Subject: Re: fs transcoding, was Re: Unicode support in iso9660.
To: None <tech-kern@NetBSD.org>
From: Ian Lance Taylor <firstname.lastname@example.org>
Date: 11/23/2004 12:49:01
der Mouse <mouse@Rodents.Montreal.QC.CA> writes:
> > I just checked SUSv3. It says nothing particularly useful.
> > "For a filename to be portable across implementations conforming to
> > IEEE Std 1003.1-2001, it shall consist only of the portable filename
> > character set as defined in Portable Filename Character Set.
> That's very interesting information. But it makes me ask, does the SUS
> specify any particular encoding scheme for converting those characters
> into addressing units, or is the encoding left unspecified?
Not really. There is this description of the Portable Character Set
(the Portable Filename Character Set is a subset of this):
"IEEE Std 1003.1-2001 places only the following requirements on the
encoded values of the characters in the portable character set:
* If the encoded values associated with each member of the
portable character set are not invariant across all locales
supported by the implementation, if an application accesses any
pair of locales where the character encodings differ, or
accesses data from an application running in a locale which has
different encodings from the application's current locale, the
results are unspecified.
* The encoded values associated with the digits 0 to 9 shall be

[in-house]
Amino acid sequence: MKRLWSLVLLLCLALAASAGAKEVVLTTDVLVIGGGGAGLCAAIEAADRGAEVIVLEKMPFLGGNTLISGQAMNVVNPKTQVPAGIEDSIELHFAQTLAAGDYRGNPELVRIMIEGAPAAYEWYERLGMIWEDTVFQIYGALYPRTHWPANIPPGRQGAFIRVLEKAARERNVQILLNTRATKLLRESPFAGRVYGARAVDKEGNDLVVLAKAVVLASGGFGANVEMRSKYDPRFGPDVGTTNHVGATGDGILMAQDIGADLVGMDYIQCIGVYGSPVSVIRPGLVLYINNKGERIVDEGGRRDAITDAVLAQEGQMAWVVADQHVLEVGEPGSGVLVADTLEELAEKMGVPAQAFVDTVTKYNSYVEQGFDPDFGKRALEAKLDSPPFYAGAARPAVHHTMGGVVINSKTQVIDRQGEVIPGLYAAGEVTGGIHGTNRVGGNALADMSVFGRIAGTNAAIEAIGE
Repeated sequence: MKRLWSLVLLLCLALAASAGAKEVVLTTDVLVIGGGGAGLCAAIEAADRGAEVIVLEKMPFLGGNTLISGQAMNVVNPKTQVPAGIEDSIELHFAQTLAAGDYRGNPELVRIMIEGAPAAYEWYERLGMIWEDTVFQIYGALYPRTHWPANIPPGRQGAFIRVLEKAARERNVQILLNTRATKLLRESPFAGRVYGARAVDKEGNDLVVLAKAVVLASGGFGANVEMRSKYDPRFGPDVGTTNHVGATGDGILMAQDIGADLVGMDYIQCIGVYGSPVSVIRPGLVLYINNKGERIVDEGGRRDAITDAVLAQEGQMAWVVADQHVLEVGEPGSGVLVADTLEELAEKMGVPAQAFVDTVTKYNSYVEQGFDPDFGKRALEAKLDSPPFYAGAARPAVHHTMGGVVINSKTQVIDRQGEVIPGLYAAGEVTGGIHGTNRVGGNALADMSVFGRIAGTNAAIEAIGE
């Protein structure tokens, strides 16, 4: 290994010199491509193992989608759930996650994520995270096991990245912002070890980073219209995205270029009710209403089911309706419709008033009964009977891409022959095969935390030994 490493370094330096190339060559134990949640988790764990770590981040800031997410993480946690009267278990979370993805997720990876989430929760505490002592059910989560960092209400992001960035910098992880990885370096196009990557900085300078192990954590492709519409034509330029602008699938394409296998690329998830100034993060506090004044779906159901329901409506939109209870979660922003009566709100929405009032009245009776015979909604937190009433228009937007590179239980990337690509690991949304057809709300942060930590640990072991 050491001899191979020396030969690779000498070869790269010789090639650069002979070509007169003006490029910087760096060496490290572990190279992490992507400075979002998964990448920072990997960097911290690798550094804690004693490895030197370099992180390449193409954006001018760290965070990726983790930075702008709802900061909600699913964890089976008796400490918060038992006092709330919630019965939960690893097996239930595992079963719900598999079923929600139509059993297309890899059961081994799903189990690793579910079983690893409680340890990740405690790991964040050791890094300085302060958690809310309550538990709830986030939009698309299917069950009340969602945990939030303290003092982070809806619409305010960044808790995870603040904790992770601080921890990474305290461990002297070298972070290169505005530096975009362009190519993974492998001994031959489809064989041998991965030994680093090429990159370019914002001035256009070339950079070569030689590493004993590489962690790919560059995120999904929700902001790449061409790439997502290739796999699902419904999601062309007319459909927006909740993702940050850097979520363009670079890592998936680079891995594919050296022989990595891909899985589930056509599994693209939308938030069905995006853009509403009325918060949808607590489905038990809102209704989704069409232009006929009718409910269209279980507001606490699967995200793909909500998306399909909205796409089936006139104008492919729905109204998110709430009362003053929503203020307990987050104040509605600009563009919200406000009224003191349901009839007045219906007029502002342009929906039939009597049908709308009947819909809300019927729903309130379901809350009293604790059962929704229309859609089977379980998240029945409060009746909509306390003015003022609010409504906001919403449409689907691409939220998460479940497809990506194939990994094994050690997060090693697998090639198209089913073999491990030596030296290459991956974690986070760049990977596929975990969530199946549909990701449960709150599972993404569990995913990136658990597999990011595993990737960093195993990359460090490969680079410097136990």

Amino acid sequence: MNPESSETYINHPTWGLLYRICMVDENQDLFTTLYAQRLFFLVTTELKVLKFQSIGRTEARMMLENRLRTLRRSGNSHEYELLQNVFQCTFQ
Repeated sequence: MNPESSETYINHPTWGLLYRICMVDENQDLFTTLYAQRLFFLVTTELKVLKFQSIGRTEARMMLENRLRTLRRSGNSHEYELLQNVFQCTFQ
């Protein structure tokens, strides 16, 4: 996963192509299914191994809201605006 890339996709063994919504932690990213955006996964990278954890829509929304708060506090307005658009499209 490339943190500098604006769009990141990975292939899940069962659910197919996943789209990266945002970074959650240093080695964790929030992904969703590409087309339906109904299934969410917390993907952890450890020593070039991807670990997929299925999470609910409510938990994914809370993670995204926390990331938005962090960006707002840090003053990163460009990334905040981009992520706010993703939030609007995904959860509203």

such that the value of each character after 0 shall be one
greater than the value of the previous character.
* A null character, NUL, which has all bits set to zero, shall be
in the set of characters.
* The encoded values associated with the members of the portable
character set are each represented in a single byte. Moreover,
if the value is stored in an object of C-language type char, it
is guaranteed to be positive (except the NUL, which is always
Also, I found this in the rationale:
"At the present time, the primary responsibility for truncating
filenames containing multi-byte characters must reside with the
application. Some industry groups involved in internationalization
believe that in the future the responsibility must reside with the
kernel. For the moment, a clearer understanding of the implications
of making the kernel responsible for truncation of multi-byte
filenames is needed.
Character-level truncation was not adopted because there is no
support in POSIX.1 that advises how the kernel distinguishes between
single and multi-byte characters. Until that time, it must be
incumbent upon application writers to determine where multi-byte
characters must be truncated."